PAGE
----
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Missionary Spotlight – Fact File – Slovak Republic

November 2004
Fact File – Slovak Republic

Area: A landlocked country of 18,932 square miles; once the eastern 40% of Czechoslovakia.

 

 

Neighbours:

Poland, Ukraine, Hungary, Austria and the Czech Republic.

 

 

Environment:

The rugged Carpathian Mountains, including the Tatras, lie to the north (highest point 2,655 metres). South-western Slovakia’s fertile lowland extends to the River Danube on the Hungarian border. Slovakia has a rich wildlife.

Population: 5.4 million.

 

 

Life expectancy:

Men 70 years; women 78 years.

 

 

Ethnic groups:

Slovak 86%, Hungarian 10%, Roma (Gypsy) 2%, Czech 1%, others 1%.

 

 

Languages:

Slovak (official), Hungarian, Roma.

 

 

Capital:

Bratislava (450,000).

 

 

Other cities:

Kosice, Nitra and Presov.

 

 

Urbanisation:

57%.

 

 

Economy:

There has been a reasonably successful transition from a communist to a capitalist economy, although unemployment stands at about 15%. Heavy industry is prominent; exports include machinery and transport equipment, manufactured goods and chemicals. There are significant forestry and mineral resources.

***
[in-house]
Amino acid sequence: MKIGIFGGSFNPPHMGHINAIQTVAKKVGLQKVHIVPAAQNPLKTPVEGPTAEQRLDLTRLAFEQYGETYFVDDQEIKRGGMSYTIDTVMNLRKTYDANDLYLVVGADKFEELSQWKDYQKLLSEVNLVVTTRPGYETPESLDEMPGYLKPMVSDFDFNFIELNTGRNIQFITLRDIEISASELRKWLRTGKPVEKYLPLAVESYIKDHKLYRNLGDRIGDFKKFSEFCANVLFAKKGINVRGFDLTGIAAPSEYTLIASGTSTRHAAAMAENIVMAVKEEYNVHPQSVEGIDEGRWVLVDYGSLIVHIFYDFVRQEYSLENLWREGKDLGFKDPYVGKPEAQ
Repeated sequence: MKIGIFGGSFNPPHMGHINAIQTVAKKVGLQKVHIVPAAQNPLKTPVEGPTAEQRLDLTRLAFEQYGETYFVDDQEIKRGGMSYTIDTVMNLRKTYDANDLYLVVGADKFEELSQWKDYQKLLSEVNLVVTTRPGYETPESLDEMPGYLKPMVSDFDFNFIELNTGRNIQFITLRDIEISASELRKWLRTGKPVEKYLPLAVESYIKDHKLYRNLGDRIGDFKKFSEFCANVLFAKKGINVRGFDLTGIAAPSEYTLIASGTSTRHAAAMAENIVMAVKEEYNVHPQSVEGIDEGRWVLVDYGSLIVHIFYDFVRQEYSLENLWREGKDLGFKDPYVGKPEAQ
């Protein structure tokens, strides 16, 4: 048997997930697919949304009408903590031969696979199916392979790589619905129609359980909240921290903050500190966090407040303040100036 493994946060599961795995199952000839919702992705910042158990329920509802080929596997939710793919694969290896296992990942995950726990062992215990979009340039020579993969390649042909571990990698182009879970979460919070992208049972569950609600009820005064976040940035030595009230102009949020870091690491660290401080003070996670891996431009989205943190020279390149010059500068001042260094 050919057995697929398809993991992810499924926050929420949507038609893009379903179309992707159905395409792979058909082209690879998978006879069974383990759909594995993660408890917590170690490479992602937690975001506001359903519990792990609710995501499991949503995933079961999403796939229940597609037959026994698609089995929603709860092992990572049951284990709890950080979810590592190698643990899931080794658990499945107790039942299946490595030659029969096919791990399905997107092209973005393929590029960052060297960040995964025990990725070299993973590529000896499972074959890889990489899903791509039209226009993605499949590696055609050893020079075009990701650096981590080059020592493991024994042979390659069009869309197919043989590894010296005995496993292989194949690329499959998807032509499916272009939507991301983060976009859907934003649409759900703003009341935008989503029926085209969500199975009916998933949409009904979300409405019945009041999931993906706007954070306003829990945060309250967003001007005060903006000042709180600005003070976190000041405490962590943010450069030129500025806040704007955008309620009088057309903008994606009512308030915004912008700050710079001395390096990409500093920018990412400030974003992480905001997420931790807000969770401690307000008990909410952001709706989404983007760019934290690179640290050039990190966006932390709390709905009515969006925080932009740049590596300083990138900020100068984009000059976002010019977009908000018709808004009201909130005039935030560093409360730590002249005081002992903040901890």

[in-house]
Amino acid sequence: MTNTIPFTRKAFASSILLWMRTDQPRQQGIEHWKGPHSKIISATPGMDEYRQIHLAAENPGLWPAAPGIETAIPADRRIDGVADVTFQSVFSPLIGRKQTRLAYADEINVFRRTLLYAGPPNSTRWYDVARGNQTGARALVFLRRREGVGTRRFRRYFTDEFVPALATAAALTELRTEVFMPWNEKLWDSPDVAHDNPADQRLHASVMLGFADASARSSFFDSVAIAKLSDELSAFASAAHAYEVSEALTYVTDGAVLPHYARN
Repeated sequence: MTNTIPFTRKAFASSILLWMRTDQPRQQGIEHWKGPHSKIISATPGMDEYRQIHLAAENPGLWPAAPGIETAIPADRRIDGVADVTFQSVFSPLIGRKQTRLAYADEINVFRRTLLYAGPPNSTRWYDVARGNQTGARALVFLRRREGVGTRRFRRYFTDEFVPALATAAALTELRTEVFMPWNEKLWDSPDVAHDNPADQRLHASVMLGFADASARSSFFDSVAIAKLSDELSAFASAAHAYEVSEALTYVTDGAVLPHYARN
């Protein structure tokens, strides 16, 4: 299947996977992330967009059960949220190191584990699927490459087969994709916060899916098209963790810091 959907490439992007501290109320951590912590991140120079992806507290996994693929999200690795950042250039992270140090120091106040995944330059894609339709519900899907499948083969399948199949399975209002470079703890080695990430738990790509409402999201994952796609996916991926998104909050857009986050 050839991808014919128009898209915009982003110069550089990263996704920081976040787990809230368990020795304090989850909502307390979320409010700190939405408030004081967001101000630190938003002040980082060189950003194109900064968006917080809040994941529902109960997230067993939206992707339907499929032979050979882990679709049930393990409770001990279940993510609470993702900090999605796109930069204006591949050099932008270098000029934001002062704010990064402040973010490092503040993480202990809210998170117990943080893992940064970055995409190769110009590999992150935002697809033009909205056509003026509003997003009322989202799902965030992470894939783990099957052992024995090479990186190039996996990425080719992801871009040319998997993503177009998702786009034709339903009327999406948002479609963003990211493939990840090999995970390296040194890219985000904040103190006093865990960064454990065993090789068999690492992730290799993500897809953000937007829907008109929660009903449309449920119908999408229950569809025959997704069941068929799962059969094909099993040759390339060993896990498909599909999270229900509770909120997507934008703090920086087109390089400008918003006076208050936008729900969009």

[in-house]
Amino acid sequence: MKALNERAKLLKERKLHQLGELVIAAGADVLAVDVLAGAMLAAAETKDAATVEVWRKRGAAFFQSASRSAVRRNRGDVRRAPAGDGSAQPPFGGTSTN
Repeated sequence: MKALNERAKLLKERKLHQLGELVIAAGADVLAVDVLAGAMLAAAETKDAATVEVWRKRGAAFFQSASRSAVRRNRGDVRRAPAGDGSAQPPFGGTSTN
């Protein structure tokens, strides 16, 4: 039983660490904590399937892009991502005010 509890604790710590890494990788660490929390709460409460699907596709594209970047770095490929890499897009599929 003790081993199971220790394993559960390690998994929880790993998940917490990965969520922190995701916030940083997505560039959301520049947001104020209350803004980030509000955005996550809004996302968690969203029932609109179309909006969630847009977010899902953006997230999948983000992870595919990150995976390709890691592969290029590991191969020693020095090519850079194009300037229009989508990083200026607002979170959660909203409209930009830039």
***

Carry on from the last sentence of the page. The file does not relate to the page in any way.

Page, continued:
Religions:

Roman Catholic 60-73%, non-religious 17%, Protestant 8%, others 2-15%. There is freedom of religion.

 

 

Protestant denominations:

Lutheran, Reformed, Apostolic, Baptist, Church of the Brethren, Christian Fellowship, Evangelical Methodist, Christian Assemblies, others.

 

 

History:

In 1918 the Slovaks joined the Czechs to form Czechoslovakia. Following World War II, Czechoslovakia became a Communist nation within Soviet-ruled Eastern Europe. Soviet influence collapsed in 1989. The Slovaks and the Czechs agreed to separate on 1 January 1993. Slovakia joined NATO and the EU earlier this year.

 

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Slovakia